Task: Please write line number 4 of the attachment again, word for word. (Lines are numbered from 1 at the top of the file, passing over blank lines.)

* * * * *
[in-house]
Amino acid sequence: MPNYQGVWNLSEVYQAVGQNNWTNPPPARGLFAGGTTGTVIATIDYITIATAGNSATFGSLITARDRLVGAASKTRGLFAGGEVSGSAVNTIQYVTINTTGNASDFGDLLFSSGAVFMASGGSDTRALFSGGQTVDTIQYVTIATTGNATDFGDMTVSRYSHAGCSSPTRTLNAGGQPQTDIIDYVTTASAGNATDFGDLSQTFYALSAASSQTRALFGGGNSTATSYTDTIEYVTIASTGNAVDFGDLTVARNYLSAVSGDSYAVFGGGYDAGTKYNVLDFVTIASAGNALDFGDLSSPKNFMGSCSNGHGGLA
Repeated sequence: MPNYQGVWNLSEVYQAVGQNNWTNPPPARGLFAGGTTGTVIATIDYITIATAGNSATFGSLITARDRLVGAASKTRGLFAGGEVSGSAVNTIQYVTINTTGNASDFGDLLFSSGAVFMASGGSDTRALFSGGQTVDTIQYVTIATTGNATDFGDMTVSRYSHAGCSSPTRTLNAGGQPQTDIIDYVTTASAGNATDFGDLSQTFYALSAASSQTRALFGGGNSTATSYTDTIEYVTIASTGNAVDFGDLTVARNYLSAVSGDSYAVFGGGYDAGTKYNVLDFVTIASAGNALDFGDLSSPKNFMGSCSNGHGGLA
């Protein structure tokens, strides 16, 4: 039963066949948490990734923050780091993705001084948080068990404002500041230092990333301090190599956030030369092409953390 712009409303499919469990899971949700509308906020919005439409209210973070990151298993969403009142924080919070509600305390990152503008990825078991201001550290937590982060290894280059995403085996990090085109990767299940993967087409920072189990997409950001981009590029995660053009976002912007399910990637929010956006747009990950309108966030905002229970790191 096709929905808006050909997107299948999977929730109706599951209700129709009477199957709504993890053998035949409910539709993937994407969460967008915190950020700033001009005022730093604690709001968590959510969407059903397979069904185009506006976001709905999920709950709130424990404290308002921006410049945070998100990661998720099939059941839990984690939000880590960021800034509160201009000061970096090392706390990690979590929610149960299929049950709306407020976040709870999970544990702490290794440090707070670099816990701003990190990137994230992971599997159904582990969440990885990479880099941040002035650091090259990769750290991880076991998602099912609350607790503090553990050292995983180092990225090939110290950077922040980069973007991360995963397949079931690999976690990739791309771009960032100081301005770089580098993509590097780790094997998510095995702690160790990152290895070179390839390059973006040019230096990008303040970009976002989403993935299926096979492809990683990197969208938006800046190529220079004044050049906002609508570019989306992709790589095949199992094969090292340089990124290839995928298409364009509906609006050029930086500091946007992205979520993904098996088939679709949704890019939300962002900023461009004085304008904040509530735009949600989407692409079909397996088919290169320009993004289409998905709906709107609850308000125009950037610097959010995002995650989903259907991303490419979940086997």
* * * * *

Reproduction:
């Protein structure tokens, strides 16, 4: 039963066949948490990734923050780091993705001084948080068990404002500041230092990333301090190599956030030369092409953390 712009409303499919469990899971949700509308906020919005439409209210973070990151298993969403009142924080919070509600305390990152503008990825078991201001550290937590982060290894280059995403085996990090085109990767299940993967087409920072189990997409950001981009590029995660053009976002912007399910990637929010956006747009990950309108966030905002229970790191 096709929905808006050909997107299948999977929730109706599951209700129709009477199957709504993890053998035949409910539709993937994407969460967008915190950020700033001009005022730093604690709001968590959510969407059903397979069904185009506006976001709905999920709950709130424990404290308002921006410049945070998100990661998720099939059941839990984690939000880590960021800034509160201009000061970096090392706390990690979590929610149960299929049950709306407020976040709870999970544990702490290794440090707070670099816990701003990190990137994230992971599997159904582990969440990885990479880099941040002035650091090259990769750290991880076991998602099912609350607790503090553990050292995983180092990225090939110290950077922040980069973007991360995963397949079931690999976690990739791309771009960032100081301005770089580098993509590097780790094997998510095995702690160790990152290895070179390839390059973006040019230096990008303040970009976002989403993935299926096979492809990683990197969208938006800046190529220079004044050049906002609508570019989306992709790589095949199992094969090292340089990124290839995928298409364009509906609006050029930086500091946007992205979520993904098996088939679709949704890019939300962002900023461009004085304008904040509530735009949600989407692409079909397996088919290169320009993004289409998905709906709107609850308000125009950037610097959010995002995650989903259907991303490419979940086997």